The final element of a Section 2(a) violation is whether “the effect of such discrimination may be substantially … to lessen competition or tend to create a monopoly …”, which has been interpreted to mean that a plaintiff need not show an actual adverse effect on competition, only a “reasonable possibility” of such an effect.
Injury to competition generally is found at the level of a rival to the discriminating seller (“primary line injury”) or of the disfavored customer (“secondary line injury”). The Supreme Court’s Brooke Group opinion clarified that a successful primary line claim must meet the same difficult test required of predatory pricing plaintiffs.⁹ As a result, secondary line cases now predominate.
Secondary line claims of injury have no explicit multi-step test; instead, the plaintiff must show competition between the favored and disfavored buyers and then show an injury to competition. That injury can be shown by direct evidence of lost sales or profits caused by the discriminatory pricing. In the absence of such direct evidence, plaintiffs may take advantage of the so-called “Morton Salt presumption”. In FTC v. Morton Salt,¹⁰ the Supreme Court found that the existence of a substantial price difference over a substantial period of time in an industry where competition is “keen” creates a rebuttable presumption of competitive injury.
That presumption can be rebutted by evidence breaking the causal connection between a price differential and lost sales or profits. Defendants have successfully rebutted the presumption in many situations, including when the seller was only one of many competing sellers and the discounts were introductory offers to new customers. In the remand of the Borden case, for instance, the lower court found no secondary line injury because the price differential merely reflected customer preferences for branded milk.¹¹
Section 2(a) Price Discrimination – Defenses
Even when all elements of a 2(a) violation are met, defendants can still call on several statutory or court-made defenses. For instance, Section 2(b) provides an affirmative defense to a seller that acts “in good faith to meet an equally low price of a competitor”. To invoke this defense, the seller must show “facts which would lead a reasonable and prudent person to believe that the granting of a lower price would, in fact, meet the equally low price of a competitor.”¹²
Section 2(a) permits price differences that “make only due allowance for differences in the cost of manufacture, sale or delivery resulting from the differing methods or quantities” in which the commodities are “sold or delivered”. This “cost justification defense” is more than just a “quantity discount defense” and requires evidence or rigorous estimates of manufacturing or other cost savings.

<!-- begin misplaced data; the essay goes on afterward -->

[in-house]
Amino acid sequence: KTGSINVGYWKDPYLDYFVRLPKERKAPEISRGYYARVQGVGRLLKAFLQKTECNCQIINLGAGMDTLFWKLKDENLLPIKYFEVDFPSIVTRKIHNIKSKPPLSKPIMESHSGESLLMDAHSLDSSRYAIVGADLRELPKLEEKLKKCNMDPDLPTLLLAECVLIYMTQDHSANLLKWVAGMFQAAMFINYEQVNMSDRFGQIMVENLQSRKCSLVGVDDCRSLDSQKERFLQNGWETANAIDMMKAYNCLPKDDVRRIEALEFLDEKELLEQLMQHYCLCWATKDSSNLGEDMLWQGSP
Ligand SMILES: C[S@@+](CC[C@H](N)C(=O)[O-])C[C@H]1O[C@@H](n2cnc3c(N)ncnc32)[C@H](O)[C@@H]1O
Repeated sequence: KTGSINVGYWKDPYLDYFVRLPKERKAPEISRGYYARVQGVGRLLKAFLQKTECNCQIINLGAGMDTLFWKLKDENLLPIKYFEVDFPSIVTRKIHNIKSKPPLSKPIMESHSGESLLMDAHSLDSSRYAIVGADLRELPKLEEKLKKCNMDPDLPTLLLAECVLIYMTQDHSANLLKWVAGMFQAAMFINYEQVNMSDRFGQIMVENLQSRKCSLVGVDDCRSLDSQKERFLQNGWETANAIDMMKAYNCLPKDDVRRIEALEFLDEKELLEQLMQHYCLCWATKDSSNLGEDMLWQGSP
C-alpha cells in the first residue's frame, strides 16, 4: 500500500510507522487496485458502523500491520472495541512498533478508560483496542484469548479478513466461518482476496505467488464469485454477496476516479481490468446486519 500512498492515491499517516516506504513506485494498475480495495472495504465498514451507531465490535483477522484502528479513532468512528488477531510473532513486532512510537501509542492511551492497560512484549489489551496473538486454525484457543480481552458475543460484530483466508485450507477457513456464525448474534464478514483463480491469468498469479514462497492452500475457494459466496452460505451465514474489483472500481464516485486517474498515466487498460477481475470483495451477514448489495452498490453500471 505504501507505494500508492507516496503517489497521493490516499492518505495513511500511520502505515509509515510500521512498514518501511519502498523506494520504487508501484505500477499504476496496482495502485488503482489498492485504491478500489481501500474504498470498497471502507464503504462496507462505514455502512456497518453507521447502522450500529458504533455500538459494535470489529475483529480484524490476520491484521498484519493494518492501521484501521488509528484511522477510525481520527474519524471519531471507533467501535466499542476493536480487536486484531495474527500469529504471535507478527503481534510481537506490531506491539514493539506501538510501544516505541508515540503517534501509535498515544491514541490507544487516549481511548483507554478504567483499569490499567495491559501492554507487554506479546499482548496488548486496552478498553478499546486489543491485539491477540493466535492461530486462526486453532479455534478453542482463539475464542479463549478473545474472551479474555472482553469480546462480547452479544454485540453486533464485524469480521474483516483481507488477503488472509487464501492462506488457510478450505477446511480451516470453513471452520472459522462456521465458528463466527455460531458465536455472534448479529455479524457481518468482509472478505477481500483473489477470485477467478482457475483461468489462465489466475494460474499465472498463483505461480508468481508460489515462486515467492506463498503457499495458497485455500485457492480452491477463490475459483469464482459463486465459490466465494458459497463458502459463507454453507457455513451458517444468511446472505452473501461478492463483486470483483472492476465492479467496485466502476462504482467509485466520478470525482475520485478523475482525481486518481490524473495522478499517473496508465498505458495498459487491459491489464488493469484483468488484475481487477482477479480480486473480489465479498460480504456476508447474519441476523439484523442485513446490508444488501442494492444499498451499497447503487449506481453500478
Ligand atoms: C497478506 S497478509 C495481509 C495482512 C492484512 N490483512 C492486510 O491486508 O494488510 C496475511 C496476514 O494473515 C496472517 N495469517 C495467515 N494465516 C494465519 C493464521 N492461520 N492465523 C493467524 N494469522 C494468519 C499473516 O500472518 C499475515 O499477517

Finally, the Supreme Court has recognized in Texaco, Inc. v. Hasbrouck that the “Morton Salt presumption” can be rebutted where the reseller receiving the lower price is a wholesaler that is performing distribution functions for the manufacturer that the other reseller is not.¹³ Such “functional discounts”, however, must be related to distribution functions actually performed by the favored reseller and for which it is not otherwise compensated.
Sections 2(d)/2(e) Promotional Allowance Discrimination
RP Sections 2(d) and 2(e) prohibit a seller from either paying for or furnishing, respectively, any promotional services to a reselling customer unless such payments or services are available to all competing reselling customers on proportionally equal terms. Violations of these Sections do not require a showing of harm to competition, although a private plaintiff must still show harm to recover any damages. The cost justification defense available under Section 2(a) is not available here, although the meeting competition defense can be used.
These Sections require that the services paid for or furnished be in connection with the resale of the seller’s products, not the initial sale of the seller’s product to the reseller. The FTC has provided guidance on which services are covered, along with other questions under these Sections, in their Fred Meyer Guides.¹⁴ According to courts and the Guides, such services include cooperative advertising; demonstrators; catalogues; cabinets and other displays; and prizes for promotional contests, but not preferential credit arrangements, delivery services, and lease terms.
These Sections apply only to services paid for or provided to reselling customers that compete with one another, which requires an economic analysis, not a mere recitation of the labels applied to the buyers.